Thursday, January 22, 2004

Big eating in Little China

Authentic Chinese fare for the New Year

Posted on Thu, Jan 22, 2004 at 4:00 AM

Release Date: 2004-01-22

According to the lunar calendar, the Year of the Monkey begins on January 22, which means millions of Chinese people are celebrating the New Year with magnificent feasts and parties on the other side of the world. In San Antonio, we can celebrate by dining at our favorite Chinese restaurant.

Sampling some of San Antonio's more popular Chinese eateries in the hopes of finding food that resembles the real thing is hardly a grueling task. But an authentic dining experience cannot be easily replicated in San Antonio for reasons cultural and legal. In China, if you order chicken, you may be asked to point out your favorite from the flock clucking in the restaurant's front yard. If the kitchen is out of the vegetables you want, a waitress may run across the street and buy some from the sidewalk vendors.

If you don't carry a pack of tissues, you may be forced to use a community roll of toilet paper for napkins. And of course, chopsticks are the only utensil, as eating with your hands is considered foul. When the food arrives it is eaten family-style: Everyone shares the main courses in the middle of the table, and eats from a small bowl of steamed rice held close to the mouth to avoid spillage. Hot tea is served throughout the meal (except at lunchtime, when soup is the only beverage), and it is everyone's job to keep the cups brimmed.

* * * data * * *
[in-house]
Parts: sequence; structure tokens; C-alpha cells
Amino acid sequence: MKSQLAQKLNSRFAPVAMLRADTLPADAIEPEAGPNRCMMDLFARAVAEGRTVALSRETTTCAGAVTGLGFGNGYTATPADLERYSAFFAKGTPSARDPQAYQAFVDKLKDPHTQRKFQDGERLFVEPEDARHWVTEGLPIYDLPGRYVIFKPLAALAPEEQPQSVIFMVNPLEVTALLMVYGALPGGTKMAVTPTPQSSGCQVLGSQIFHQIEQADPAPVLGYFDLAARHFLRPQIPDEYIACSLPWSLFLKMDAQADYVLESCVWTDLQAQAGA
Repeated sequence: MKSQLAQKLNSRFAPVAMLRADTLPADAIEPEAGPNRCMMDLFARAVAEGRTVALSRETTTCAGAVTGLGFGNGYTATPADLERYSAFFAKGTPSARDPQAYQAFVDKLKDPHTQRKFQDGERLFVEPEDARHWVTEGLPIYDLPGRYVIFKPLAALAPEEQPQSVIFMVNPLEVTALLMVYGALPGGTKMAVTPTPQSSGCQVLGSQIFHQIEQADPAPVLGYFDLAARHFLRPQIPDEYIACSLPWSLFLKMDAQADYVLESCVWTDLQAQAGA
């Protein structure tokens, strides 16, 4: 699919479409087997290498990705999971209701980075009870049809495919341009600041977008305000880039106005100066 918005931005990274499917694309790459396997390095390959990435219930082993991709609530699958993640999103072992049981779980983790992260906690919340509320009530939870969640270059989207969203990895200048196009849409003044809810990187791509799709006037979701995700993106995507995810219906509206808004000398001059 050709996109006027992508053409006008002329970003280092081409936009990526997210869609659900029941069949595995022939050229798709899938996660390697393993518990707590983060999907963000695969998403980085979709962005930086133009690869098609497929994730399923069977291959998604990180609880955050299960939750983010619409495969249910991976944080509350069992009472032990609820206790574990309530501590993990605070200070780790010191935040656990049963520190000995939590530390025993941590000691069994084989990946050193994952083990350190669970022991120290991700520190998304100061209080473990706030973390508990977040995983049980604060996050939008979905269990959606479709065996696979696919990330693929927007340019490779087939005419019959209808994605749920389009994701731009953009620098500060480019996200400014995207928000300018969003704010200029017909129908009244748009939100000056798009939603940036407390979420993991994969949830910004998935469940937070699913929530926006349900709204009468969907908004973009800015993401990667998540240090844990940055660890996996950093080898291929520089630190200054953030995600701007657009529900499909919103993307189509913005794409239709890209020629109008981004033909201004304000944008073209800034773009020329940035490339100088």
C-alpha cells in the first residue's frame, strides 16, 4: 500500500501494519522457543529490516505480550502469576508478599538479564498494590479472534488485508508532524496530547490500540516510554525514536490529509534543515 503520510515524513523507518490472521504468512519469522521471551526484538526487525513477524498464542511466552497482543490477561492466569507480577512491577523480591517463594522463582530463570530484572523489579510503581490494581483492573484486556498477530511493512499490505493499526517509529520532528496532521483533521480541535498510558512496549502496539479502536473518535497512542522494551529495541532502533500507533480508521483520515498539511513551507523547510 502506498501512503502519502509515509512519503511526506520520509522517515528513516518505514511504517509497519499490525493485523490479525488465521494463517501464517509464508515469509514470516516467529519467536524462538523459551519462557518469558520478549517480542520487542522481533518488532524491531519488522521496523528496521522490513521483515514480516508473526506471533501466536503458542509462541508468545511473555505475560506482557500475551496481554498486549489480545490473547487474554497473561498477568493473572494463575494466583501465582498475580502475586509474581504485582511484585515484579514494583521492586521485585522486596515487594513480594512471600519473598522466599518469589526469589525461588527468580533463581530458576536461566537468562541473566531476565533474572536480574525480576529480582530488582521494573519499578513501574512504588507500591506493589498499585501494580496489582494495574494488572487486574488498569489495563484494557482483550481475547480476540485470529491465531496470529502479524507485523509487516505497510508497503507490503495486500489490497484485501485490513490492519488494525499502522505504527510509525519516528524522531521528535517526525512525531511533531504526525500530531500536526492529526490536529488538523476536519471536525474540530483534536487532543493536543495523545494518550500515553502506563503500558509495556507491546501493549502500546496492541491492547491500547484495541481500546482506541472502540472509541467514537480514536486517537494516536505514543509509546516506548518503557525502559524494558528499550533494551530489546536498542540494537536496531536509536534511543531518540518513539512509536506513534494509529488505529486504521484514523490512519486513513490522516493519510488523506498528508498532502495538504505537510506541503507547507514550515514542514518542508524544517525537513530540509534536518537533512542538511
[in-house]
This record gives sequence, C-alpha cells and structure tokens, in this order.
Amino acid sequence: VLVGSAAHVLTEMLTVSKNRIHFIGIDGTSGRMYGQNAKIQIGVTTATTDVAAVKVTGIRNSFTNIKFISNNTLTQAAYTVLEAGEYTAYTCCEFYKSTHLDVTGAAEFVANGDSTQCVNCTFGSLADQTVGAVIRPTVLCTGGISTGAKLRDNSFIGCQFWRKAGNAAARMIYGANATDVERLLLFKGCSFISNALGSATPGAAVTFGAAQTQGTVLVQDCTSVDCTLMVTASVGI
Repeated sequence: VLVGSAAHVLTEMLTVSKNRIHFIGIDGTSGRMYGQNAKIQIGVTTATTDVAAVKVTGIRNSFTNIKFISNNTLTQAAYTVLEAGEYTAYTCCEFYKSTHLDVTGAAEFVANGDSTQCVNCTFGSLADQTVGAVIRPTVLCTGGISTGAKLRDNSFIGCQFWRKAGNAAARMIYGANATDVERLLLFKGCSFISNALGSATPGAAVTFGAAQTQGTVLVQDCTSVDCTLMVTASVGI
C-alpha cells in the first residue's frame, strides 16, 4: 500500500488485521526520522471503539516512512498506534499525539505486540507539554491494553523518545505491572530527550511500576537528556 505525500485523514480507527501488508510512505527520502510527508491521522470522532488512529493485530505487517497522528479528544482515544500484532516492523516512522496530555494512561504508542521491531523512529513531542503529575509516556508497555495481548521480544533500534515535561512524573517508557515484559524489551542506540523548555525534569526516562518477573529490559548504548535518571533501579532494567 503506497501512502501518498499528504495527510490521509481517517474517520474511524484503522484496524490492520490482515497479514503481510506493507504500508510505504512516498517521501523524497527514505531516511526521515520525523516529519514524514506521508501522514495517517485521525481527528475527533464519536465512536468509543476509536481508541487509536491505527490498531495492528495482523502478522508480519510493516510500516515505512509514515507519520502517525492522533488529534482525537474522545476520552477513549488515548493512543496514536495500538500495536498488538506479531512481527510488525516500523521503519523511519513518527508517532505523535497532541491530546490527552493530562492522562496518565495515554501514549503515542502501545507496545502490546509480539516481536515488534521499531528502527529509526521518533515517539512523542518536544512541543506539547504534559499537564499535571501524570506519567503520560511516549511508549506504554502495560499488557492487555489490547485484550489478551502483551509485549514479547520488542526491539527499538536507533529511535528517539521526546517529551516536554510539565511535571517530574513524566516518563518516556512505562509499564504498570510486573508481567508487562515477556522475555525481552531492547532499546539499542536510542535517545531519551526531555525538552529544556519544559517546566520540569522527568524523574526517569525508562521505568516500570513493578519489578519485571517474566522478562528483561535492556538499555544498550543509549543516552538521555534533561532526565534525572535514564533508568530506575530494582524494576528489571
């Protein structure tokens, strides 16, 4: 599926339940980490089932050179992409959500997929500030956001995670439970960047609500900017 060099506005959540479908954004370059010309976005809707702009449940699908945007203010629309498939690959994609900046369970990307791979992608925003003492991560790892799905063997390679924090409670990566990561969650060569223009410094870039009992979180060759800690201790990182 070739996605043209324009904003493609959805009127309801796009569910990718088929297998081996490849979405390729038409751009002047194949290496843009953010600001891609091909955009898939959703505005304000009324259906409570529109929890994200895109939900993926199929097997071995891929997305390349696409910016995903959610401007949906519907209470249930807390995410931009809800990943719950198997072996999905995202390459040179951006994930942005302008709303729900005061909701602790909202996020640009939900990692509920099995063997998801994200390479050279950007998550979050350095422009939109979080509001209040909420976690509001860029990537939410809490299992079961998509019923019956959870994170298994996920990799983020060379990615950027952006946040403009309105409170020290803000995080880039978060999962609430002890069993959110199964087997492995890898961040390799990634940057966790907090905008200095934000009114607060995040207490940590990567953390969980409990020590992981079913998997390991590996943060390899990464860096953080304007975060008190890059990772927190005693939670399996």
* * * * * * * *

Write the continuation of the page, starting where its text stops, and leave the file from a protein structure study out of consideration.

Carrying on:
The American version of Chinese cooking is a bit different. We don't label our foods "hot" and "cold" to balance our bodies with the weather. We make meat the focus of our menus, whereas vegetables are more common in true Chinese meals. We tend to overdue it on the sweet sauces instead of sticking to traditional spices. And, of course, we've added our own ingredients to the cuisine, including those tiny corncobs, eggrolls, crispy noodles, and fortune cookies. Despite these differences, there are still many excellent Chinese meals in our city. We can't possibly list them all, but here is a small survey of some of the best offerings.

Golden Star

The owners and many of the cooks at Golden Star come from the Guangdong province of China, which is evident in their food. Although they also serve Mexican and American dishes, Golden Star prepares most of their Chinese dishes with bona fide Cantonese sauces. Their stir-fried rice is incomparable, served fresh off the wok with minced meats and vegetables, bean sprouts, and just the right amount of oil. The Egg Foo Young plate is much thicker than the traditional thin omelet, but equally tasty. Their listed special is the fried fish with gravy, which might be a distant relative of coastal China's popular dish of whole, braised fish with a thick sauce poured on while it's still hot. On their breaks, staff usually enjoy more traditional dishes, such as rice noodles with bamboo shoots and lotus root, which they were kind enough to offer our table one night.